Tuesday, January 08, 2008

The List Just Keeps Growing

Last week I listed all of the books I currently own which are in the "To Be Read" pile as well as a few of the books I expect to be picking up along the way. Over the last few days this list has grown with the addition of Marc Acito's sophomore novel Attack of the Theater People which comes out on April 15th. I REALLY enjoyed his first novel, How I Paid For College, as you can see in this review I wrote back in 2005. In addition to this book I forgot to list Courage on Little Round Top by Thomas Eishen who I met at the Liendo Plantation Civil War Weekend this past November and the entire collection of Babylon 5 scripts written by J. Michael Straczynski. This is a 15-volume set which has been sporadically published since 2005. They are hoping to complete publishing them this year so I really need to get on the ball and start buying them however the $40 price tag for each volume is a little tough to swallow. I plan to start buying them at the rate of two per month so I can get caught up right about the time they are publishing the final volume. Phew that is a lot of reading to get done! All of this stacked on top of my desire to get back in to reading some serious science fiction this year means I should declare 2008 the year of the book.

Monday, January 07, 2008

In which our hero learns...

...Tupperware may not be microwave safe. For example:

Friday, January 04, 2008

Torchwood Season 2

As much as I have enjoyed the abbreviated seasons of Chuck and Life, I think my favorite new TV show of this season was Torchwood. This show has had me thinking about things and scribbling in notebooks. About the only complaint I have about the first season is that it was, as most British shows are, short, in this case thirteen episodes instead of the 20+ to which we are accustom. Except when a WGA strike curtails the season or a show is on Fox. Thus I was very happy to learn that the new season of Torchwood will begin airing on January 26th. This comes as a relief as there seems to be about a year delay between shows airing in the UK and the US, and vice versa. Below are two previews, a short one and then a longer preview.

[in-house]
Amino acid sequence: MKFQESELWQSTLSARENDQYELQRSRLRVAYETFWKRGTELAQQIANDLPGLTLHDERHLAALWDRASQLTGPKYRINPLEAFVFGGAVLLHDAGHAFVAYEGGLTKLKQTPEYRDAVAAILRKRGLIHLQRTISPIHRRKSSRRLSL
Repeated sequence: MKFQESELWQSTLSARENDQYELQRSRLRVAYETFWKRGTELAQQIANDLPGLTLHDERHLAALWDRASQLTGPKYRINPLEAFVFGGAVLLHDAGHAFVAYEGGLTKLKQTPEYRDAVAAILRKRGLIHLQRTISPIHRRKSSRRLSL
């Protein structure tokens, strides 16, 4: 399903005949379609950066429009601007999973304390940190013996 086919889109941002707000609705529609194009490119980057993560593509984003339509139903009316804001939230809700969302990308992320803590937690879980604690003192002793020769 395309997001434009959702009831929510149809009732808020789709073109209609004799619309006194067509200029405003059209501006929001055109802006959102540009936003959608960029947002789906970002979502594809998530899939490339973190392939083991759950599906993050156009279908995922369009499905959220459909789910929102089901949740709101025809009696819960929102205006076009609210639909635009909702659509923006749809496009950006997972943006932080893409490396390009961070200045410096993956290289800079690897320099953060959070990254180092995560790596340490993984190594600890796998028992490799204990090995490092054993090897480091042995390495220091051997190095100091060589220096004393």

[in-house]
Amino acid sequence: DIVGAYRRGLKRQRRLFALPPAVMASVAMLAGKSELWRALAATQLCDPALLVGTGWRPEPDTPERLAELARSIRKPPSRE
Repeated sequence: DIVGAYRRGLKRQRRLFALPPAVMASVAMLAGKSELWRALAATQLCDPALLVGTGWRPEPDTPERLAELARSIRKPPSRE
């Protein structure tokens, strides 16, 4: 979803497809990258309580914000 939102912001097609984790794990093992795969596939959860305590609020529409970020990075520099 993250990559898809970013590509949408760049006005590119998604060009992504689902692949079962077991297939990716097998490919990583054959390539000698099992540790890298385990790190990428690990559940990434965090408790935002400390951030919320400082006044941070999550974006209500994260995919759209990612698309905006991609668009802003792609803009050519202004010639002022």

Now if only I could get the fifth and sixth seasons of MI-5, aka Spooks, over here life would be good. Of course the fifth season comes out on DVD on Tuesday, so there it is.

Thursday, January 03, 2008

REVIEW - Star Trek: Of Gods and Men

I do not think it is too much of a stretch to say Star Trek: Of Gods and Men is the most eagerly anticipated fan film release of the last few years. When you consider the level of Hollywood involvement, which ranged from Star Trek luminaries such as Nichelle Nichols and Walter Koenig, to lesser-known Star Trek alumni such as Crystal Allen and Lawrence Montaigne, the direction of fellow Star Trek alumnus Tim Russ, and the chatter about not being a fan film coming out of the OGAM camp this level of anticipation was certainly to be expected. The expectations grew throughout 2006 and 2007 as the release date was pushed back several times. Finally on December 22nd of this past year the first thirty-minute episode was released and fandom heaved a great sigh of relief as they scrambled to their computers to view the episode. So many scrambled, in fact they managed to take down the OGAM website which lead to delays in some fans being able to view the episode. In my case I was about as far removed as one can get from high speed internet access over the Christmas weekend which means by the time I was able to view the episode most of the bandwidth issues had been resolved.